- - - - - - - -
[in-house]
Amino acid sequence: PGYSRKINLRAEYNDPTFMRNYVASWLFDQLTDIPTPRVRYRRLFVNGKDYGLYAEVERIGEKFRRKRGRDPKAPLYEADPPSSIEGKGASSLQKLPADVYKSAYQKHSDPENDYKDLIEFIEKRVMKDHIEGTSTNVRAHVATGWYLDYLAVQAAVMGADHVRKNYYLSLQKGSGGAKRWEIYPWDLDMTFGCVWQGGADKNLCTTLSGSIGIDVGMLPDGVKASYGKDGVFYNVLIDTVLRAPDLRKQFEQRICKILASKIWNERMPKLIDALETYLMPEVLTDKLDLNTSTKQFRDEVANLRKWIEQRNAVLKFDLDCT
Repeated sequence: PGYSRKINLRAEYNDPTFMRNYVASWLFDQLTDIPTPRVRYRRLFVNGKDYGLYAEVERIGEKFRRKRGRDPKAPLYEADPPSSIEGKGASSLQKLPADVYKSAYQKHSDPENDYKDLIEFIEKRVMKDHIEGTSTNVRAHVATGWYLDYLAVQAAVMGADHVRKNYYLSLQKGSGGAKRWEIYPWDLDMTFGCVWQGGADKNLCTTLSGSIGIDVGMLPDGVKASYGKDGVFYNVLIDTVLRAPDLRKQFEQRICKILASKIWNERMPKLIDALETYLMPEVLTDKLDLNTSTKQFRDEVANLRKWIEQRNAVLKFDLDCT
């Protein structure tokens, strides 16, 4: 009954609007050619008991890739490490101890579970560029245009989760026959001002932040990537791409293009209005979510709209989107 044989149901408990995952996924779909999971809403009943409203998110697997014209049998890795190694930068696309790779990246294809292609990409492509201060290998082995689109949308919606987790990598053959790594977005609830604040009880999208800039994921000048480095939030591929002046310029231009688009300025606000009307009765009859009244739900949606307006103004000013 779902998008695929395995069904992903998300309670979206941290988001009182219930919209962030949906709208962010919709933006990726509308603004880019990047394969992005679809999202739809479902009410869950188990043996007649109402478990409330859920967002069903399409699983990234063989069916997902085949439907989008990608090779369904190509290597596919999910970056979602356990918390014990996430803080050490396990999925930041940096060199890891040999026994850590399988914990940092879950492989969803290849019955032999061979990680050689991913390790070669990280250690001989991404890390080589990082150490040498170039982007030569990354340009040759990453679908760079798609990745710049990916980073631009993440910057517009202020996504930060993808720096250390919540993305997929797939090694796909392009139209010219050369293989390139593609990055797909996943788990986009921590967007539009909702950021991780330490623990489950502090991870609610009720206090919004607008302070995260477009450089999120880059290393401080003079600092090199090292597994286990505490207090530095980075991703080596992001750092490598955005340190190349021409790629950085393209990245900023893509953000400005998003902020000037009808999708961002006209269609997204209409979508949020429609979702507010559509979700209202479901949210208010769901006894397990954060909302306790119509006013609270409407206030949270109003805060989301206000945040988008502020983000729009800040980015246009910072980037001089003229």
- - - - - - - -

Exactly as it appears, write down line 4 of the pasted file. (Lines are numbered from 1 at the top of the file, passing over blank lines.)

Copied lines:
């Protein structure tokens, strides 16, 4: 009954609007050619008991890739490490101890579970560029245009989760026959001002932040990537791409293009209005979510709209989107 044989149901408990995952996924779909999971809403009943409203998110697997014209049998890795190694930068696309790779990246294809292609990409492509201060290998082995689109949308919606987790990598053959790594977005609830604040009880999208800039994921000048480095939030591929002046310029231009688009300025606000009307009765009859009244739900949606307006103004000013 779902998008695929395995069904992903998300309670979206941290988001009182219930919209962030949906709208962010919709933006990726509308603004880019990047394969992005679809999202739809479902009410869950188990043996007649109402478990409330859920967002069903399409699983990234063989069916997902085949439907989008990608090779369904190509290597596919999910970056979602356990918390014990996430803080050490396990999925930041940096060199890891040999026994850590399988914990940092879950492989969803290849019955032999061979990680050689991913390790070669990280250690001989991404890390080589990082150490040498170039982007030569990354340009040759990453679908760079798609990745710049990916980073631009993440910057517009202020996504930060993808720096250390919540993305997929797939090694796909392009139209010219050369293989390139593609990055797909996943788990986009921590967007539009909702950021991780330490623990489950502090991870609610009720206090919004607008302070995260477009450089999120880059290393401080003079600092090199090292597994286990505490207090530095980075991703080596992001750092490598955005340190190349021409790629950085393209990245900023893509953000400005998003902020000037009808999708961002006209269609997204209409979508949020429609979702507010559509979700209202479901949210208010769901006894397990954060909302306790119509006013609270409407206030949270109003805060989301206000945040988008502020983000729009800040980015246009910072980037001089003229």